The good thing about abandoned driving ranges – at least, for those who photograph and/or write about them – is that they’re usually outdoors and as such, are often overgrown with invasive vegetation. Kinda adds to the post-apocalyptic vibe if you know what we mean (and we think you do). In any case, Flickr user Josh Lightbody visited one such overgrown abandoned driving range in Northern Ireland just this past summer. “No Golfing”, in my abandoned driving range? Indeed, it’s more likely than you think.
From Swing to Sting
Welcome to Kejonuma Leisure Land, or maybe “unwelcome” is more apropos. Located in northern Japan, KLL opened in 1979 as a sort of pay-as-you-go themeless theme park: visitors could partake in amusement park rides, a campsite, a six-hole golf course and last but not least: a driving range. The shattered clock in the first photo, by the way, now houses a nest of suzumebachi… “sparrow bees” in the direct Japanese translation, Giant Asian Hornets to the rest of us. Yep, the fun never stops at Kejonuma Leisure Land even though the park itself has.
The intrepid urbex explorers from Abandoned Kansai visited Kejonuma Leisure land – with the owner’s permission – in May of 2014. We would have gone during the winer, what with the Giant Asian Hornets and all, but that’s what makes those guys so intrepid… and presumably unaffected by extreme pain.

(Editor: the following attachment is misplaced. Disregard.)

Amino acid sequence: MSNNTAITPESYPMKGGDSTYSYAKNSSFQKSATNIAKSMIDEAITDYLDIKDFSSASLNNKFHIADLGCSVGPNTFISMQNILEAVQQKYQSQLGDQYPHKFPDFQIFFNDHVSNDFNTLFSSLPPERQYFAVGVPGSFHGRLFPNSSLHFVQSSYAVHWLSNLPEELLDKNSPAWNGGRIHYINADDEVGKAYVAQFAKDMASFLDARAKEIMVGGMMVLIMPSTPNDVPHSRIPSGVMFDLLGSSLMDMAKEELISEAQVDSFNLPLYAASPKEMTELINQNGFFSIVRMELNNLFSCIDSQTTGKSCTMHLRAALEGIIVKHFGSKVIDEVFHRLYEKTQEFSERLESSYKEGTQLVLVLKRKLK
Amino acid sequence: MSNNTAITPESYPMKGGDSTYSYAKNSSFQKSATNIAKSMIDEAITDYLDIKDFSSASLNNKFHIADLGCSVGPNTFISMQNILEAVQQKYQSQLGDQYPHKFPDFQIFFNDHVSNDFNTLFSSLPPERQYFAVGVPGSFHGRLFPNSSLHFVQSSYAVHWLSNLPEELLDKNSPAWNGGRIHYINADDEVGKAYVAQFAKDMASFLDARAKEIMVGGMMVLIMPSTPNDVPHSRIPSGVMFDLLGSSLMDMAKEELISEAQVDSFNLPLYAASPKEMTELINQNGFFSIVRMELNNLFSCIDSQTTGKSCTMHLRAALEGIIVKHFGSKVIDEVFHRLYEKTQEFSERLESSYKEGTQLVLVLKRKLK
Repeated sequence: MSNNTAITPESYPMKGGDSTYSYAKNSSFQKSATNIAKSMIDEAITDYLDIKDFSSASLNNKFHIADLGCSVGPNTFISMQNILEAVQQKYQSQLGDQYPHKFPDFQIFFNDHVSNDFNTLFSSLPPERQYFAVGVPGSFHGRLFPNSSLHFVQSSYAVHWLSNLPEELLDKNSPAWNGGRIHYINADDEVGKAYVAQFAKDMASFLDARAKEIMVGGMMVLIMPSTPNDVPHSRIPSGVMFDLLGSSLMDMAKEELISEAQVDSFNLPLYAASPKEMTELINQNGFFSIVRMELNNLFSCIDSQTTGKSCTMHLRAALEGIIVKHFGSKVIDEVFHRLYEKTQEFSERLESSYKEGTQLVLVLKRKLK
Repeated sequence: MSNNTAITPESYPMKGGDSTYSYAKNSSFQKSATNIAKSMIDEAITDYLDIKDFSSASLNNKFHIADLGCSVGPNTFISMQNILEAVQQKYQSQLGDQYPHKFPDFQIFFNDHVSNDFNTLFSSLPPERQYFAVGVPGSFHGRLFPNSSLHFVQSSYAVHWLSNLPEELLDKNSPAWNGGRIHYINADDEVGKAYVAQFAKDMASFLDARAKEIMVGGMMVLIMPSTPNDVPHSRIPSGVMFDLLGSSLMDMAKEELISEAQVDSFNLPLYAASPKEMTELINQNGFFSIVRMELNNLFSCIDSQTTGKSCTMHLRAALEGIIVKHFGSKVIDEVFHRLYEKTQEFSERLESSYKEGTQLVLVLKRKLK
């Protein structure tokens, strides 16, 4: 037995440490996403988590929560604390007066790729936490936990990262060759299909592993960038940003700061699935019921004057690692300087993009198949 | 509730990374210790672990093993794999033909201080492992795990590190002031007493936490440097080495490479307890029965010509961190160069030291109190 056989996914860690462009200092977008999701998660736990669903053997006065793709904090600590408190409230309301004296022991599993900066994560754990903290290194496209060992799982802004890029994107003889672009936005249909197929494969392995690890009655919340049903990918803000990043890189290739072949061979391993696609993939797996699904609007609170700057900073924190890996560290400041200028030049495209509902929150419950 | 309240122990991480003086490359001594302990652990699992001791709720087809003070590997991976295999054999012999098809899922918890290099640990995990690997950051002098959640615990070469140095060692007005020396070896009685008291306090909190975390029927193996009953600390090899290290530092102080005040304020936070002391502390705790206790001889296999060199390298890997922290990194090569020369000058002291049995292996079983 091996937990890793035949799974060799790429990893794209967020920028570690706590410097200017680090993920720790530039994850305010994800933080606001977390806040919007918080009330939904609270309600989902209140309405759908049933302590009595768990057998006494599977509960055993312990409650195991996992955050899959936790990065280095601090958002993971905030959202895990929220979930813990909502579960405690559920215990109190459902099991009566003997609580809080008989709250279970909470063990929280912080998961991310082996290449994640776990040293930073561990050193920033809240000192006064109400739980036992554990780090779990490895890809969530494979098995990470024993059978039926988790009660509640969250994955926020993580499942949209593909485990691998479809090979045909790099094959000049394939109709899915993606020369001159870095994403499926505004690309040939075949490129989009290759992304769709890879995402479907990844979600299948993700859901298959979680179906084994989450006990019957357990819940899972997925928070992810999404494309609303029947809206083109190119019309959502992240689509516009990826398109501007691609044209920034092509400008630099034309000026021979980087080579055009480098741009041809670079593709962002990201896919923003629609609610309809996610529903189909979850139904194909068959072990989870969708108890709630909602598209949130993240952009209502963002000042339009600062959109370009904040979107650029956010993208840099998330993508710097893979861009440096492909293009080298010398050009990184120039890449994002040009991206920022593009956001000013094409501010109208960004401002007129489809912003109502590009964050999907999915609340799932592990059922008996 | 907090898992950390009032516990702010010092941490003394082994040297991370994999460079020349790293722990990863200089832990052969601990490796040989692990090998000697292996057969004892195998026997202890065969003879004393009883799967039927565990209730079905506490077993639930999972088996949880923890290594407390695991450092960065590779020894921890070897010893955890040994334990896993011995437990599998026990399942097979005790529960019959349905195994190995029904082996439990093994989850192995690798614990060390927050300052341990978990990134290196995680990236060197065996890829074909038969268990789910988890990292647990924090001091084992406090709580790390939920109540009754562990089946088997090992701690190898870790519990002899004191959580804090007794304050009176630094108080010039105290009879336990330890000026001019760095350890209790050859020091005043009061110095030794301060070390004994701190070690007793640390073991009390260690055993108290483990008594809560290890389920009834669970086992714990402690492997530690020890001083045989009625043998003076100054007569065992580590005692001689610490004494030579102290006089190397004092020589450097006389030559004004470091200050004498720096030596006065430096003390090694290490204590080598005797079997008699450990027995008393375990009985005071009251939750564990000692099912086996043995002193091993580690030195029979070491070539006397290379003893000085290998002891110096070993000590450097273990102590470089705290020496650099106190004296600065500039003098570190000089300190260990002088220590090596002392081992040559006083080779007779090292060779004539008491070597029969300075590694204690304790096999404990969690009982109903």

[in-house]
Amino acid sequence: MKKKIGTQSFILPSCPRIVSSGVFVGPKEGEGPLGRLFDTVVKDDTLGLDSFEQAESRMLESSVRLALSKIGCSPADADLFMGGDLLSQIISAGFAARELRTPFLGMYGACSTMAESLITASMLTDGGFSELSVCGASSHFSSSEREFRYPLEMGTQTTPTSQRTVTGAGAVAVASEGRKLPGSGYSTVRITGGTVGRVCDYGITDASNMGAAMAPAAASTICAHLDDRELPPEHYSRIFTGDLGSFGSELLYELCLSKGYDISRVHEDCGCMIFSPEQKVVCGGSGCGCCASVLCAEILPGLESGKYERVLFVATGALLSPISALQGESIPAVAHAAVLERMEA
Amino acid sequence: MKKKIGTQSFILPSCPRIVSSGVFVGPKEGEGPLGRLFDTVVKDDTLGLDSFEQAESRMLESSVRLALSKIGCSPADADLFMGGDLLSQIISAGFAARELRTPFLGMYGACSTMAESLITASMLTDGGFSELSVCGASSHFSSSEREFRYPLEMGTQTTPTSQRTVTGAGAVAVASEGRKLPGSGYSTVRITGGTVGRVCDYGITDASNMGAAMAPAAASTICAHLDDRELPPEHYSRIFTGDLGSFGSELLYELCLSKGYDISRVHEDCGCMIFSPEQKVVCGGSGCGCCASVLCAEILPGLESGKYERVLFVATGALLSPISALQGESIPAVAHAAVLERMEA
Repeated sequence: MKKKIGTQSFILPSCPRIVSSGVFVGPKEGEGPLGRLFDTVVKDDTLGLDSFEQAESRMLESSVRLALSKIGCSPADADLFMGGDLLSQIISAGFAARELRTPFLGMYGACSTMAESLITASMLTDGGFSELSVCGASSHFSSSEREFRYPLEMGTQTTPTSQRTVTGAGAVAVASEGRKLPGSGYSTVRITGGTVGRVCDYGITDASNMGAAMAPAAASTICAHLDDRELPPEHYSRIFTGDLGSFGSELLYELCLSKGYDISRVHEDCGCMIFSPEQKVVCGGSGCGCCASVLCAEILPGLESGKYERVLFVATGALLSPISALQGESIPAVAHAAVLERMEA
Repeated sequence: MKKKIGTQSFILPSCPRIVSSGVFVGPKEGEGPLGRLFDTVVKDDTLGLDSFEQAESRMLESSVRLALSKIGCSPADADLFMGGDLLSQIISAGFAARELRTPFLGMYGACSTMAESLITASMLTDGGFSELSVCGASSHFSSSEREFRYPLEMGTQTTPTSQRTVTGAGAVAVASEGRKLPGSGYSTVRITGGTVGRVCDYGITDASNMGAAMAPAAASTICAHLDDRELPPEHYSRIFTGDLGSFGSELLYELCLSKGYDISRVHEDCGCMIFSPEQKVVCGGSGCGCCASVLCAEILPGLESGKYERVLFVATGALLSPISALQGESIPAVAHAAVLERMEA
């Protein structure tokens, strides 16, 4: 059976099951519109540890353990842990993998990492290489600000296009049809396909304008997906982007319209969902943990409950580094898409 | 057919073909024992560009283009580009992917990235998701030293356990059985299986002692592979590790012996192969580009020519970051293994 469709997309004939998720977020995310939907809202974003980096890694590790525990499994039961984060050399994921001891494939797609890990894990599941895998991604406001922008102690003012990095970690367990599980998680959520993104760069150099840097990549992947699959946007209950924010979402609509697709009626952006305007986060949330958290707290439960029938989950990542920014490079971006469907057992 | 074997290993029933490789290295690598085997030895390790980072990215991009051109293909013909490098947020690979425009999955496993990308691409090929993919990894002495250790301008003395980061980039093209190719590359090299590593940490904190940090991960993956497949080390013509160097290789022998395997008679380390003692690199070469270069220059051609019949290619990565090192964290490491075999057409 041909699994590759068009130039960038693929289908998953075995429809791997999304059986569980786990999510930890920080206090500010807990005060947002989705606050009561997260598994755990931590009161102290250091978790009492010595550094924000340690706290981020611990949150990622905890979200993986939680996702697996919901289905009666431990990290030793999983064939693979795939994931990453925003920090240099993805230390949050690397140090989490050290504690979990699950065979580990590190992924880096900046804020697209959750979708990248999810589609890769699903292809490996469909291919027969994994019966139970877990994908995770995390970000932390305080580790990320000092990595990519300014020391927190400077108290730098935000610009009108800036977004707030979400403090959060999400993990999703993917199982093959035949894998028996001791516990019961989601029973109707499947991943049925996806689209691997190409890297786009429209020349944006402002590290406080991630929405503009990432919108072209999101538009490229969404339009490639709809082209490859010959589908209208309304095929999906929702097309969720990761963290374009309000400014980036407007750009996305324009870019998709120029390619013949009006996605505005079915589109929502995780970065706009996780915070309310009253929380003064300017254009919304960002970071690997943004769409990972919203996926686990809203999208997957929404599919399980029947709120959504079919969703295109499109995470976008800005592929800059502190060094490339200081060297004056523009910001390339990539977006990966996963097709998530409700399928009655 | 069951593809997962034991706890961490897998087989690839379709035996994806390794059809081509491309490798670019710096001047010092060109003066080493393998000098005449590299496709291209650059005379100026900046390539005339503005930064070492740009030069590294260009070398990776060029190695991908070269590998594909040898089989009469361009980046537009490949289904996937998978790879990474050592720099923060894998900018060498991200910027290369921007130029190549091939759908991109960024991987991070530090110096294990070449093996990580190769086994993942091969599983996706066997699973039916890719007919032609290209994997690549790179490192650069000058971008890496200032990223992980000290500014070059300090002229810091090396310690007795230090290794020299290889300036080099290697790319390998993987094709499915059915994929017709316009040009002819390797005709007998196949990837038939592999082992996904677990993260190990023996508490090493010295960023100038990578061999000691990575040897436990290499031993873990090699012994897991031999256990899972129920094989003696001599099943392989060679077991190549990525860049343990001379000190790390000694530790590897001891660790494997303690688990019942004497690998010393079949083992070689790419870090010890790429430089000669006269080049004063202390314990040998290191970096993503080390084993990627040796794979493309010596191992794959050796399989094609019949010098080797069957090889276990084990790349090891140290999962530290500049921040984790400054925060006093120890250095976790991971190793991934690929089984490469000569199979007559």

Flickr user Brett Sanderson took the strikingly detailed HDR photos above at an abandoned driving range in Charlottetown, PEI, Canada in mid-September of 2013. Bud the Spud unavailable for comment.
Driving ranges can be so large it takes, say, a camera-equipped drone to take them in properly. Cue YouTube Eric Milewski, who accommodatingly brought just such a device to an abandoned driving range in Burnaby, British Columbia in the summer of 2015. Milewski employed his ZMR250 250mm Carbon Fiber Mini FPV Quadcopter drone at the now-closed Hastings Golf Centre. Watch the entire 4:13 video here.